1. Everyone has the right to live by the River Vilnele, and the River Vilnele has the right to flow by everyone.
2. Everyone has the right to hot water, heating in winter and a tiled roof.
3. Everyone has the right to die, but this is not an obligation.
4. Everyone has the right to make mistakes.
5. Everyone has the right to be unique.
6. Everyone has the right to love.
7. Everyone has the right to be not loved, but not necessarily.
8. Everyone has the right to be undistinguished and unknown.
9. Everyone has the right to be lazy and to contemplate.
10. Everyone has the right to love and take care of a cat.
11. Everyone has the right to look after a dog till one or the other dies.
12. A dog has the right to be a dog.
13. A cat is not obliged to love its owner, but it must help him in time of need.
14. Everyone has the right to sometimes be unaware of their duties.
15. Everyone has the right to be in doubt, but this is not an obligation.
16. Everyone has the right to be happy.
17. Everyone has the right to be unhappy.
18. Everyone has the right to be silent.
19. Everyone has the right to have faith.
20. No one has the right to violence.
21. Everyone has the right to appreciate their unimportance.
22. Everyone has the right to have a design on eternity.


29. No-one can share what they do not possess.
30. Everyone has the right to have brothers, sisters and parents.
31. Everyone can be independent.
32. Everyone is responsible for their freedom.
33. Everyone has the right to cry.
34. Everyone has the right to be misunderstood.
35. No-one has the right to make another person guilty.
36. Everyone has the right to be private and personal.
37. Everyone has the right to have no rights.
38. Everyone has the right to not be afraid.
39. Do not defeat.
40. Do not fight back.
41. Do not surrender.


Located in Uzupis, the Bernardine Cemetery was another of my favourite spots. Just because I love a good old, decrepit, abandoned cemetery. And I also love photographing them. Nothing beats the Victorian-Gothic cemeteries scattered all across the British Islands, but I couldn’t miss the chance to visit this one in Lithuanian and I didn’t regret walking a bit further up in the neighbourhood to visit it.



Vilnius old town became a UNESCO World Heritage site in 1994 and it’s Eastern Europe largest old town simply lovely. Feel free to get lost in its tiny streets and to peek inside its courtyards. Here you’ll find great restaurants, offering traditional Lithuanian dishes, trendy wine bars and souvenirs stalls.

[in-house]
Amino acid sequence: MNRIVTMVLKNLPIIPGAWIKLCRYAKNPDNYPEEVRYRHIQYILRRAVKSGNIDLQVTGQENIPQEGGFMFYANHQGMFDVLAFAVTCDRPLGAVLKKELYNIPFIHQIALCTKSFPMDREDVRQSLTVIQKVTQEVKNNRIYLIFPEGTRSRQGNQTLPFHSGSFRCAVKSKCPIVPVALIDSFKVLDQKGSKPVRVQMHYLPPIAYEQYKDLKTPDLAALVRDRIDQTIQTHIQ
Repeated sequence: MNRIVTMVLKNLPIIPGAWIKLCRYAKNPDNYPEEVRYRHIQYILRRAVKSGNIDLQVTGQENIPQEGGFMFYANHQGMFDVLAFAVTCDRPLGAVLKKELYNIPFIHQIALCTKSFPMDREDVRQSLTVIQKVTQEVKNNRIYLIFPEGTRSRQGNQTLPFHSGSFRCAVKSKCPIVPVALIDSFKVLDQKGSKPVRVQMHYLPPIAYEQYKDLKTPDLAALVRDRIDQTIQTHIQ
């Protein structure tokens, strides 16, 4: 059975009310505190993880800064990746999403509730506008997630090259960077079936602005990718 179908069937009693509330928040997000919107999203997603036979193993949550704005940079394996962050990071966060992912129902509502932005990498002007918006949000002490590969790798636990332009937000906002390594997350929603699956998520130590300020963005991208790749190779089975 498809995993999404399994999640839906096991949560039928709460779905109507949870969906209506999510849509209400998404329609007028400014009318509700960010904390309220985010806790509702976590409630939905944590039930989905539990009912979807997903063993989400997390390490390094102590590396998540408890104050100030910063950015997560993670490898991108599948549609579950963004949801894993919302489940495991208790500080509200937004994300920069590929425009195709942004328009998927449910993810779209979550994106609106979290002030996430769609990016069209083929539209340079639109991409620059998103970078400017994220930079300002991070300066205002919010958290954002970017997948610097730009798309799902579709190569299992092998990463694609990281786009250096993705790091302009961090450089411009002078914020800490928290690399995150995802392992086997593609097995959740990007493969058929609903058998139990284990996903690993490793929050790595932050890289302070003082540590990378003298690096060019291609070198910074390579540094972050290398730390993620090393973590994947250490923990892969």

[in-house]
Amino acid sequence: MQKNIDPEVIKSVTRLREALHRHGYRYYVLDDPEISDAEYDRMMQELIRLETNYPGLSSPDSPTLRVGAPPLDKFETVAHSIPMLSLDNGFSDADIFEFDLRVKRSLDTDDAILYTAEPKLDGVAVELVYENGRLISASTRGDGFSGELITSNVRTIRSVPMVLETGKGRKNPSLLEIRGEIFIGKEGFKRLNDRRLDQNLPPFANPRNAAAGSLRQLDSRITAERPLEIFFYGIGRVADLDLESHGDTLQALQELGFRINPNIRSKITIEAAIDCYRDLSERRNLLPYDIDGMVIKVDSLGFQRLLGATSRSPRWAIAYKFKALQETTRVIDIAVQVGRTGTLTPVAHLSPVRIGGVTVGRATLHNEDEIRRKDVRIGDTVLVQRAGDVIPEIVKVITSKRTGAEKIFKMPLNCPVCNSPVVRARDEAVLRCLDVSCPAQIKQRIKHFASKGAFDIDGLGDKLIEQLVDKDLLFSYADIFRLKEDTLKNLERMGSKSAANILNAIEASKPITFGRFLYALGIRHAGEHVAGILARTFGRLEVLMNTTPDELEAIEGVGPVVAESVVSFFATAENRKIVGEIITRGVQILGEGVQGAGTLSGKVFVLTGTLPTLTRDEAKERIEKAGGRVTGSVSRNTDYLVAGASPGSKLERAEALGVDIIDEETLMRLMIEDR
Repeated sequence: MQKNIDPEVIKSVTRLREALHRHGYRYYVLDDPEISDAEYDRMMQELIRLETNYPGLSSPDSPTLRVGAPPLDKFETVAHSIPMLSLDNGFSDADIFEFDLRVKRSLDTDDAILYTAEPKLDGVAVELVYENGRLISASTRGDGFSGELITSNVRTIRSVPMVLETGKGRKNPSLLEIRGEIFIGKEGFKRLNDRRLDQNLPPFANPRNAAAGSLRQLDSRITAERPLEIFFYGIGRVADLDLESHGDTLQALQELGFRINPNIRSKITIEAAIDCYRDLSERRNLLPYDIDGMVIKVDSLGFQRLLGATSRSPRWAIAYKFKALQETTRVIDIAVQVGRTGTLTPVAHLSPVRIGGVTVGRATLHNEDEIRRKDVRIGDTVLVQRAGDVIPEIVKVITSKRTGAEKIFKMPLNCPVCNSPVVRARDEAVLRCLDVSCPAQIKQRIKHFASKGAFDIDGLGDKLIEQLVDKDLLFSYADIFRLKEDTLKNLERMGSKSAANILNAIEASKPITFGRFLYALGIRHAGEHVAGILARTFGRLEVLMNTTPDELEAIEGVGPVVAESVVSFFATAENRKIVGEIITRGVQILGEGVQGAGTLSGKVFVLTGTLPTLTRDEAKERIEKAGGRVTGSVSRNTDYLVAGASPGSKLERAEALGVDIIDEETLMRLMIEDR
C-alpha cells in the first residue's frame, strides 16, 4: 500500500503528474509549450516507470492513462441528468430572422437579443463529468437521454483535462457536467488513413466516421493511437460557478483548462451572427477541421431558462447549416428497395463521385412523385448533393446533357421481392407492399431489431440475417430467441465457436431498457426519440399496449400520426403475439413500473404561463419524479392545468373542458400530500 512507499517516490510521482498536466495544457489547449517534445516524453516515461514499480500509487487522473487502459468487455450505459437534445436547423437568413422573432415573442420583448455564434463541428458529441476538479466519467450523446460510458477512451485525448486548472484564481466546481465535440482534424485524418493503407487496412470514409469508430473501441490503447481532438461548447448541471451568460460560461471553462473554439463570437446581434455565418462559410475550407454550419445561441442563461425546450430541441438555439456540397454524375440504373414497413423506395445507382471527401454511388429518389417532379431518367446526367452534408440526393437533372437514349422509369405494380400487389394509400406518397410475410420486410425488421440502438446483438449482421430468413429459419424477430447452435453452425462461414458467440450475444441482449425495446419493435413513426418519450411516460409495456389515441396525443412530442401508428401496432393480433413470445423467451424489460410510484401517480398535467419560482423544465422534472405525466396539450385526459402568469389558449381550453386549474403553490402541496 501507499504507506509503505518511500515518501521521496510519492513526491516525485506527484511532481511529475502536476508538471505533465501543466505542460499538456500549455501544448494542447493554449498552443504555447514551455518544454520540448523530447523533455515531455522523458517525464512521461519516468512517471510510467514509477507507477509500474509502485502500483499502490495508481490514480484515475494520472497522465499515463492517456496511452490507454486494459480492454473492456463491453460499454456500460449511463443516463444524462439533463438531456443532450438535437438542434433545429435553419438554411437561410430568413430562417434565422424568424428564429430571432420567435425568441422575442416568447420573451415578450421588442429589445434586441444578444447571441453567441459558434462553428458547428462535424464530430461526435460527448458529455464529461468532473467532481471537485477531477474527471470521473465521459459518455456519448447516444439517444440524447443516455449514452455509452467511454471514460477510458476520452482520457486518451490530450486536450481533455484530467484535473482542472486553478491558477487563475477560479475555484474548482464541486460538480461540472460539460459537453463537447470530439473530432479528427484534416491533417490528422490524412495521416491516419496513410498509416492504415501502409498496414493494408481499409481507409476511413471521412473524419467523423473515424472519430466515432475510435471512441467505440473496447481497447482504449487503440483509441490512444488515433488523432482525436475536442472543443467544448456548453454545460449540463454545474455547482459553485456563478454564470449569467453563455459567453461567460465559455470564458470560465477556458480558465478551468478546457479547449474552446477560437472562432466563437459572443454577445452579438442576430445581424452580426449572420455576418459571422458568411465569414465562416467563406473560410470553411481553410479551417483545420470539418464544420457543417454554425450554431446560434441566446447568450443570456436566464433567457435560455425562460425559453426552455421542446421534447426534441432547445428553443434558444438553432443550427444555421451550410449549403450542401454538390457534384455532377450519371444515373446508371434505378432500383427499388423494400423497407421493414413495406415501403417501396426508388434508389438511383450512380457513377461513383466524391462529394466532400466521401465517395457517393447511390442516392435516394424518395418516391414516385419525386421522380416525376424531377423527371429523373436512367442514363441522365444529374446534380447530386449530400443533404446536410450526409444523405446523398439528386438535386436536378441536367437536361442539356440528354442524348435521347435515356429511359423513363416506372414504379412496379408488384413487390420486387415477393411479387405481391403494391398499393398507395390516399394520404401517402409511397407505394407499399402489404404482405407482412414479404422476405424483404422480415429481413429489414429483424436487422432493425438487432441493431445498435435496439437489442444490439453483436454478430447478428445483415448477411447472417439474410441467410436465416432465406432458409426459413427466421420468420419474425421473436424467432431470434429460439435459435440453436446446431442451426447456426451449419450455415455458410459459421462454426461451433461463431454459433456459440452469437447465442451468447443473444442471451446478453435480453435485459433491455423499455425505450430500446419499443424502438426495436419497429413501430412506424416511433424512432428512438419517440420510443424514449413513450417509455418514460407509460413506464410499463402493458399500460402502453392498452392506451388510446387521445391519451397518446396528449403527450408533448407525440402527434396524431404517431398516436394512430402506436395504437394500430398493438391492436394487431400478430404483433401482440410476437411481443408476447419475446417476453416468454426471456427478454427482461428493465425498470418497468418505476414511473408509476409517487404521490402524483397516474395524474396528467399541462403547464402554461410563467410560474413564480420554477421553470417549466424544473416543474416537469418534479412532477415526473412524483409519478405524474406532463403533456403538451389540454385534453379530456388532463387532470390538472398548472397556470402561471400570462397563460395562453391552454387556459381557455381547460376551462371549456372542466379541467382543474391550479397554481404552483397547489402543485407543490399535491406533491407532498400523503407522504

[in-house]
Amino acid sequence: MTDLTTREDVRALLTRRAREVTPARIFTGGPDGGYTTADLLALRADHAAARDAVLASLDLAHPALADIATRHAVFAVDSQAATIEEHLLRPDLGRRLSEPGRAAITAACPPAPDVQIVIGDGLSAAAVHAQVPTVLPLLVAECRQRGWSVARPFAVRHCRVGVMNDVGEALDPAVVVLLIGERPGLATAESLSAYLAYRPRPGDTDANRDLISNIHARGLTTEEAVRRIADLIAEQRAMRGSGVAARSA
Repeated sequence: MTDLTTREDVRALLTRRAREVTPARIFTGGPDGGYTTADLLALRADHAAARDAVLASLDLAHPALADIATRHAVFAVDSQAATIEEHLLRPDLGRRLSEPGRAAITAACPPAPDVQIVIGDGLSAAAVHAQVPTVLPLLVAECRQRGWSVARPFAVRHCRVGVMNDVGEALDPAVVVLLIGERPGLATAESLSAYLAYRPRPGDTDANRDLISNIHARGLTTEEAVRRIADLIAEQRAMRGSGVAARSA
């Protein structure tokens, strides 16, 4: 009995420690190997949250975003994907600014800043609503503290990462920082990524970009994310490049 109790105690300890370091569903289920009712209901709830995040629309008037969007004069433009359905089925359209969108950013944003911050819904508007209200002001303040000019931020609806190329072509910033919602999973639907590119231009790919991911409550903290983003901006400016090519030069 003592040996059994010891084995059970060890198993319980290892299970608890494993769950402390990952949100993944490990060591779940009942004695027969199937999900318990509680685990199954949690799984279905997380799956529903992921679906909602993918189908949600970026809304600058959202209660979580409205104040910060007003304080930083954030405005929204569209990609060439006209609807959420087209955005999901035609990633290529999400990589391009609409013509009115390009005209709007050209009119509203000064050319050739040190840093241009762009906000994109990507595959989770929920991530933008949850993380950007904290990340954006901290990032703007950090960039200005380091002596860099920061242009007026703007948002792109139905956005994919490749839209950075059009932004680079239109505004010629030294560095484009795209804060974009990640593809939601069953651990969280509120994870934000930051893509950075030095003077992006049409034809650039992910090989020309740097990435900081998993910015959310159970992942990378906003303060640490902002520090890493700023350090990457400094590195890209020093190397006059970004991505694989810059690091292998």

This is a stunning, an architectural gem in Vilnius. A masterpiece of the late Gothic period, legend says that even Napoleon Bonaparte wanted to take it to France. This beautiful church has survived without changing for over 500 years. I stared at this for some time, wanting to absorb all its details.



This is where Vilnius was founded in the 13th century. I climbed up to the hill, where there’s a red brick tower and you can see the city from above. Personally didn’t find it particularly stunning from above (some cities simply look better from inside). Plus a lot of restoration works were taking place.



Another viewpoint of the city. Why three crosses? Again no one really knows the answer. It’s been told it dates back to the 17th century when tree monks placed the crosses there to pay tribute to a group of fellow monks killed and tortured back in the 14th century in this location.




Built as part of the city defensive fortifications in the 16th century, it’s the last remaining gate of the city. However, it has become a very important religious symbol. Back in the 16th century, city gates contained religious artefacts with a dual use: to guard the city against attacks and bless any newcomers.



This surprised me as one of the most simple, plain Catholic cathedrals I have ever seen. Do you think it even looks like one? But we must admire its simple neo-classical style.



Now, it all comes to this, right? If you’re a foodie on a budget Lithuanian offers great options at very affordable prices. Traditional Lithuanian food is based in meat and potatoes.  I tried the famous cold beetroot soup and potato pancakes at a very good restaurant in the old town, Forto Dvaras. Only paid €7 for this!


These were my highlights of Vilnius. Would you consider to visit?